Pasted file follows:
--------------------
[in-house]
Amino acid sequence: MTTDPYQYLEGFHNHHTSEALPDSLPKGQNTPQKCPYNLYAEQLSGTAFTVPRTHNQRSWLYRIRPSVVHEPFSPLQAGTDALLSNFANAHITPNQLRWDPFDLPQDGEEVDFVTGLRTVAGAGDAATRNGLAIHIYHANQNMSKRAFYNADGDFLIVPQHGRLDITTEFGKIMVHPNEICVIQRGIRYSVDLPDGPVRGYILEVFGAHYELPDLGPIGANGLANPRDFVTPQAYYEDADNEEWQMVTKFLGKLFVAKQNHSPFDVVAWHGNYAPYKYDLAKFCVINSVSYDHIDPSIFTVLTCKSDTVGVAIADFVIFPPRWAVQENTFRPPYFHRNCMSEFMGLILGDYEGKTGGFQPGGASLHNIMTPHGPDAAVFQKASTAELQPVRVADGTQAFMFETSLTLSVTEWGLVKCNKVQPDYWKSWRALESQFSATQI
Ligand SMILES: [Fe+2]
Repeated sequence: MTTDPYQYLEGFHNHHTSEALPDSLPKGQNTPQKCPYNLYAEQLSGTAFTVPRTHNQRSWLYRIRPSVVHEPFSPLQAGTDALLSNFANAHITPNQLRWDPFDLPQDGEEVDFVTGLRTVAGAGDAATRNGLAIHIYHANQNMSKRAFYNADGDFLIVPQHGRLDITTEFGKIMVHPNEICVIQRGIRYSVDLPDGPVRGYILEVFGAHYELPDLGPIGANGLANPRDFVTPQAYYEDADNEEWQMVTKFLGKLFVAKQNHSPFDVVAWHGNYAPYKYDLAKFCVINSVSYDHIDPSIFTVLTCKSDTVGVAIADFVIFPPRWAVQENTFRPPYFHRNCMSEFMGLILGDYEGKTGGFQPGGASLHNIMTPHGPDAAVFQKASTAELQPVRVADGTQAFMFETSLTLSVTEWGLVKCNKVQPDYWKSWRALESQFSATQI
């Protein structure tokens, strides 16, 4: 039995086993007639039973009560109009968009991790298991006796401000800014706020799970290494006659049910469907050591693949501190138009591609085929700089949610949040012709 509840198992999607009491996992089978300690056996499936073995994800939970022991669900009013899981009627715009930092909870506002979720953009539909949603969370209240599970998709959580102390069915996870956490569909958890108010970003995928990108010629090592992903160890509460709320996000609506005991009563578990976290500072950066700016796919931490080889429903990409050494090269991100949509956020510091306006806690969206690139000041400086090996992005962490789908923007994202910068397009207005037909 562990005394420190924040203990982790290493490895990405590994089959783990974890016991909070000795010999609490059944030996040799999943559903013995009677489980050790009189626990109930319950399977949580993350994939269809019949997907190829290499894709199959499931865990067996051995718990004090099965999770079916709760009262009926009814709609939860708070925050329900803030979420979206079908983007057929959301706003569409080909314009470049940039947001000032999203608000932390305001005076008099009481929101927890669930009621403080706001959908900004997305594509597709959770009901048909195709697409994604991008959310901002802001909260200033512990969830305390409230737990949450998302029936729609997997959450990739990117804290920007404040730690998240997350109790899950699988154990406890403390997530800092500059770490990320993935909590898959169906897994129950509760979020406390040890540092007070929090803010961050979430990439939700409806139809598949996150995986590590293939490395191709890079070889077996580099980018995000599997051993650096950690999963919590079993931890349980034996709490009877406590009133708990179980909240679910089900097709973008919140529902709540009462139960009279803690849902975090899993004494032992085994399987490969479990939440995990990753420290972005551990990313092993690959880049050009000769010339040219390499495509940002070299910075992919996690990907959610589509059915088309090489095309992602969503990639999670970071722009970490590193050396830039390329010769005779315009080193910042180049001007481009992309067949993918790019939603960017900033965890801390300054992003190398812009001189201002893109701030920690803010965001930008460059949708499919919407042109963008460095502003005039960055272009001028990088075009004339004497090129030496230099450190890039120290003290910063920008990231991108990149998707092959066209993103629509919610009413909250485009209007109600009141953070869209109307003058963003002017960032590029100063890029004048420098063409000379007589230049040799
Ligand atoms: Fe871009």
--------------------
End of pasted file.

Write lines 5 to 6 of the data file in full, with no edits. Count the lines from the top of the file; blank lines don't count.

């Protein structure tokens, strides 16, 4: 039995086993007639039973009560109009968009991790298991006796401000800014706020799970290494006659049910469907050591693949501190138009591609085929700089949610949040012709 509840198992999607009491996992089978300690056996499936073995994800939970022991669900009013899981009627715009930092909870506002979720953009539909949603969370209240599970998709959580102390069915996870956490569909958890108010970003995928990108010629090592992903160890509460709320996000609506005991009563578990976290500072950066700016796919931490080889429903990409050494090269991100949509956020510091306006806690969206690139000041400086090996992005962490789908923007994202910068397009207005037909 562990005394420190924040203990982790290493490895990405590994089959783990974890016991909070000795010999609490059944030996040799999943559903013995009677489980050790009189626990109930319950399977949580993350994939269809019949997907190829290499894709199959499931865990067996051995718990004090099965999770079916709760009262009926009814709609939860708070925050329900803030979420979206079908983007057929959301706003569409080909314009470049940039947001000032999203608000932390305001005076008099009481929101927890669930009621403080706001959908900004997305594509597709959770009901048909195709697409994604991008959310901002802001909260200033512990969830305390409230737990949450998302029936729609997997959450990739990117804290920007404040730690998240997350109790899950699988154990406890403390997530800092500059770490990320993935909590898959169906897994129950509760979020406390040890540092007070929090803010961050979430990439939700409806139809598949996150995986590590293939490395191709890079070889077996580099980018995000599997051993650096950690999963919590079993931890349980034996709490009877406590009133708990179980909240679910089900097709973008919140529902709540009462139960009279803690849902975090899993004494032992085994399987490969479990939440995990990753420290972005551990990313092993690959880049050009000769010339040219390499495509940002070299910075992919996690990907959610589509059915088309090489095309992602969503990639999670970071722009970490590193050396830039390329010769005779315009080193910042180049001007481009992309067949993918790019939603960017900033965890801390300054992003190398812009001189201002893109701030920690803010965001930008460059949708499919919407042109963008460095502003005039960055272009001028990088075009004339004497090129030496230099450190890039120290003290910063920008990231991108990149998707092959066209993103629509919610009413909250485009209007109600009141953070869209109307003058963003002017960032590029100063890029004048420098063409000379007589230049040799
Ligand atoms: Fe871009």